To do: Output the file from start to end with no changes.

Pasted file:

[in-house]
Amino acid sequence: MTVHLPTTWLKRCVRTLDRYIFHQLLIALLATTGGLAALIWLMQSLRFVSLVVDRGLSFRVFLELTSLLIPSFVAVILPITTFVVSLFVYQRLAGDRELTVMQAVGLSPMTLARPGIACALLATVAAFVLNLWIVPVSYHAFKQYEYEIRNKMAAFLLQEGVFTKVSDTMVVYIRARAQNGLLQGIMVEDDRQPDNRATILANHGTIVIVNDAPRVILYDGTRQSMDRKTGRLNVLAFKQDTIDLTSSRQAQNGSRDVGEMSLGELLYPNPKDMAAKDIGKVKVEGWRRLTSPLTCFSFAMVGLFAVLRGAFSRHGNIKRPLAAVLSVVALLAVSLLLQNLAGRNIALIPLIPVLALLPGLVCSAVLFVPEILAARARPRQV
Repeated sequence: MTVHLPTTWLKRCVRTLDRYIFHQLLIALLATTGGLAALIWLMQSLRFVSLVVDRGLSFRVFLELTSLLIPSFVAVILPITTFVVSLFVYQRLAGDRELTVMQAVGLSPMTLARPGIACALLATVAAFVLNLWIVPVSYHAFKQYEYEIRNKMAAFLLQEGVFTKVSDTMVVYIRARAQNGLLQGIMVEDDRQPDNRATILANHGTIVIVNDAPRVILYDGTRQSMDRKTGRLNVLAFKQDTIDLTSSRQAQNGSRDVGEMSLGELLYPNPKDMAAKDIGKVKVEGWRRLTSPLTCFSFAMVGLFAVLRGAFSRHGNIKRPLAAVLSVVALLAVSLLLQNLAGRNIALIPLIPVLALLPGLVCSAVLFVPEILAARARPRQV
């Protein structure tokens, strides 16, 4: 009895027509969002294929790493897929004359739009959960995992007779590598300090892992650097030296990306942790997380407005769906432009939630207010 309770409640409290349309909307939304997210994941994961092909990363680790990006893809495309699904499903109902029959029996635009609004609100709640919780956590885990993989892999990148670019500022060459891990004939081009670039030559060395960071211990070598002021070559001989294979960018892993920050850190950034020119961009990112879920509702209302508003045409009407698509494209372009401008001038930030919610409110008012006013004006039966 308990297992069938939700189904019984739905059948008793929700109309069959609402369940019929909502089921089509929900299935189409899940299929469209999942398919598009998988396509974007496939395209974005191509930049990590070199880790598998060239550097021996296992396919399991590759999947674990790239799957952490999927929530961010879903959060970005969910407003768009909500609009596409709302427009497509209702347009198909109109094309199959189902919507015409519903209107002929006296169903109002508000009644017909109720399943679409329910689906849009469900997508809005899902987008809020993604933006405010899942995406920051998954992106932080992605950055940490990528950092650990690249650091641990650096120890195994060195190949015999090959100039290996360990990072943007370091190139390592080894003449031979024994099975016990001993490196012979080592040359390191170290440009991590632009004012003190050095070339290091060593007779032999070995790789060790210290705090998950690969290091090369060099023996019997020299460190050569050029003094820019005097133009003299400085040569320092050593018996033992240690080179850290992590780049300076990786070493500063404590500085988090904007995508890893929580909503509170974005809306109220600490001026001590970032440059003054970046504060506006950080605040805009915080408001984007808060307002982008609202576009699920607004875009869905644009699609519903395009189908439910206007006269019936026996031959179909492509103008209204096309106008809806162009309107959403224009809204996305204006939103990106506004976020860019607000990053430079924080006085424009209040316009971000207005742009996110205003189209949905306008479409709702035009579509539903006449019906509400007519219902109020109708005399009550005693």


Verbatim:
[in-house]
Amino acid sequence: MTVHLPTTWLKRCVRTLDRYIFHQLLIALLATTGGLAALIWLMQSLRFVSLVVDRGLSFRVFLELTSLLIPSFVAVILPITTFVVSLFVYQRLAGDRELTVMQAVGLSPMTLARPGIACALLATVAAFVLNLWIVPVSYHAFKQYEYEIRNKMAAFLLQEGVFTKVSDTMVVYIRARAQNGLLQGIMVEDDRQPDNRATILANHGTIVIVNDAPRVILYDGTRQSMDRKTGRLNVLAFKQDTIDLTSSRQAQNGSRDVGEMSLGELLYPNPKDMAAKDIGKVKVEGWRRLTSPLTCFSFAMVGLFAVLRGAFSRHGNIKRPLAAVLSVVALLAVSLLLQNLAGRNIALIPLIPVLALLPGLVCSAVLFVPEILAARARPRQV
Repeated sequence: MTVHLPTTWLKRCVRTLDRYIFHQLLIALLATTGGLAALIWLMQSLRFVSLVVDRGLSFRVFLELTSLLIPSFVAVILPITTFVVSLFVYQRLAGDRELTVMQAVGLSPMTLARPGIACALLATVAAFVLNLWIVPVSYHAFKQYEYEIRNKMAAFLLQEGVFTKVSDTMVVYIRARAQNGLLQGIMVEDDRQPDNRATILANHGTIVIVNDAPRVILYDGTRQSMDRKTGRLNVLAFKQDTIDLTSSRQAQNGSRDVGEMSLGELLYPNPKDMAAKDIGKVKVEGWRRLTSPLTCFSFAMVGLFAVLRGAFSRHGNIKRPLAAVLSVVALLAVSLLLQNLAGRNIALIPLIPVLALLPGLVCSAVLFVPEILAARARPRQV
């Protein structure tokens, strides 16, 4: 009895027509969002294929790493897929004359739009959960995992007779590598300090892992650097030296990306942790997380407005769906432009939630207010 309770409640409290349309909307939304997210994941994961092909990363680790990006893809495309699904499903109902029959029996635009609004609100709640919780956590885990993989892999990148670019500022060459891990004939081009670039030559060395960071211990070598002021070559001989294979960018892993920050850190950034020119961009990112879920509702209302508003045409009407698509494209372009401008001038930030919610409110008012006013004006039966 308990297992069938939700189904019984739905059948008793929700109309069959609402369940019929909502089921089509929900299935189409899940299929469209999942398919598009998988396509974007496939395209974005191509930049990590070199880790598998060239550097021996296992396919399991590759999947674990790239799957952490999927929530961010879903959060970005969910407003768009909500609009596409709302427009497509209702347009198909109109094309199959189902919507015409519903209107002929006296169903109002508000009644017909109720399943679409329910689906849009469900997508809005899902987008809020993604933006405010899942995406920051998954992106932080992605950055940490990528950092650990690249650091641990650096120890195994060195190949015999090959100039290996360990990072943007370091190139390592080894003449031979024994099975016990001993490196012979080592040359390191170290440009991590632009004012003190050095070339290091060593007779032999070995790789060790210290705090998950690969290091090369060099023996019997020299460190050569050029003094820019005097133009003299400085040569320092050593018996033992240690080179850290992590780049300076990786070493500063404590500085988090904007995508890893929580909503509170974005809306109220600490001026001590970032440059003054970046504060506006950080605040805009915080408001984007808060307002982008609202576009699920607004875009869905644009699609519903395009189908439910206007006269019936026996031959179909492509103008209204096309106008809806162009309107959403224009809204996305204006939103990106506004976020860019607000990053430079924080006085424009209040316009971000207005742009996110205003189209949905306008479409709702035009579509539903006449019906509400007519219902109020109708005399009550005693």